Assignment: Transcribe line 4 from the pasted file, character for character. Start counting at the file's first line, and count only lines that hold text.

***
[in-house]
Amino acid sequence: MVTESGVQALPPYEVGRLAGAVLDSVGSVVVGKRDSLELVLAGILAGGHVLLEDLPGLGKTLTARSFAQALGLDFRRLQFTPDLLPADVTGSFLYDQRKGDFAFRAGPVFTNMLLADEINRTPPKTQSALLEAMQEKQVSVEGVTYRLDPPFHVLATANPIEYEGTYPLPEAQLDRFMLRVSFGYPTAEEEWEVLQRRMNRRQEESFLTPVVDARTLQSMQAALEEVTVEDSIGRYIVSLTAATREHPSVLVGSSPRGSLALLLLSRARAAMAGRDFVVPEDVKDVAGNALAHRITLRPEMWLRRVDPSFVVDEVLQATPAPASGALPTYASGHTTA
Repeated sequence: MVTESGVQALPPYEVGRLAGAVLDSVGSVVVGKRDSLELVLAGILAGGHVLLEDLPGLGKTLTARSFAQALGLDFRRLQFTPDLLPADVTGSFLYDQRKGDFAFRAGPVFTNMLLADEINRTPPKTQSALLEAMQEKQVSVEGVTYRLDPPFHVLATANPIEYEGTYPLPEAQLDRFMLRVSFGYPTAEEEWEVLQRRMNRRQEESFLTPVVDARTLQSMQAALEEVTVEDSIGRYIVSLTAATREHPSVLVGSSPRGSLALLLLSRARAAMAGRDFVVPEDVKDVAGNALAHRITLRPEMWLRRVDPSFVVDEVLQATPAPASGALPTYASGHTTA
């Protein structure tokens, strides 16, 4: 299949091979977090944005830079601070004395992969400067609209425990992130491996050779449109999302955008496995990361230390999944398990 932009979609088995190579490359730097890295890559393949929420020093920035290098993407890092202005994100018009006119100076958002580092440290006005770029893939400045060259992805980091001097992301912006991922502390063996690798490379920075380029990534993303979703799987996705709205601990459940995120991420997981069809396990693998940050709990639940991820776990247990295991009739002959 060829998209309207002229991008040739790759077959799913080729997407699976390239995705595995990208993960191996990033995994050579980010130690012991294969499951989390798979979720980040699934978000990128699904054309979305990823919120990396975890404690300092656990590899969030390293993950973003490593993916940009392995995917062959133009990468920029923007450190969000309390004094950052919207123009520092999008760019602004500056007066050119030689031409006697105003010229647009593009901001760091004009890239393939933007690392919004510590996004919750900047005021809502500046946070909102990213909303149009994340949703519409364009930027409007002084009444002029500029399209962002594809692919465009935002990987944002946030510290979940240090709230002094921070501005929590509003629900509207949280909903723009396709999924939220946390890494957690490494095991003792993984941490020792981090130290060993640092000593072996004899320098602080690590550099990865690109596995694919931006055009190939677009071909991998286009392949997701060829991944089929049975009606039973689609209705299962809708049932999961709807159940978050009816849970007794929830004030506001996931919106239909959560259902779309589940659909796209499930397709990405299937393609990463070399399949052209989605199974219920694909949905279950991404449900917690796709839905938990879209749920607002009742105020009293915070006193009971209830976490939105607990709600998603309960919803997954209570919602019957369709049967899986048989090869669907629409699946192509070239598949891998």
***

């Protein structure tokens, strides 16, 4: 299949091979977090944005830079601070004395992969400067609209425990992130491996050779449109999302955008496995990361230390999944398990 932009979609088995190579490359730097890295890559393949929420020093920035290098993407890092202005994100018009006119100076958002580092440290006005770029893939400045060259992805980091001097992301912006991922502390063996690798490379920075380029990534993303979703799987996705709205601990459940995120991420997981069809396990693998940050709990639940991820776990247990295991009739002959 060829998209309207002229991008040739790759077959799913080729997407699976390239995705595995990208993960191996990033995994050579980010130690012991294969499951989390798979979720980040699934978000990128699904054309979305990823919120990396975890404690300092656990590899969030390293993950973003490593993916940009392995995917062959133009990468920029923007450190969000309390004094950052919207123009520092999008760019602004500056007066050119030689031409006697105003010229647009593009901001760091004009890239393939933007690392919004510590996004919750900047005021809502500046946070909102990213909303149009994340949703519409364009930027409007002084009444002029500029399209962002594809692919465009935002990987944002946030510290979940240090709230002094921070501005929590509003629900509207949280909903723009396709999924939220946390890494957690490494095991003792993984941490020792981090130290060993640092000593072996004899320098602080690590550099990865690109596995694919931006055009190939677009071909991998286009392949997701060829991944089929049975009606039973689609209705299962809708049932999961709807159940978050009816849970007794929830004030506001996931919106239909959560259902779309589940659909796209499930397709990405299937393609990463070399399949052209989605199974219920694909949905279950991404449900917690796709839905938990879209749920607002009742105020009293915070006193009971209830976490939105607990709600998603309960919803997954209570919602019957369709049967899986048989090869669907629409699946192509070239598949891998």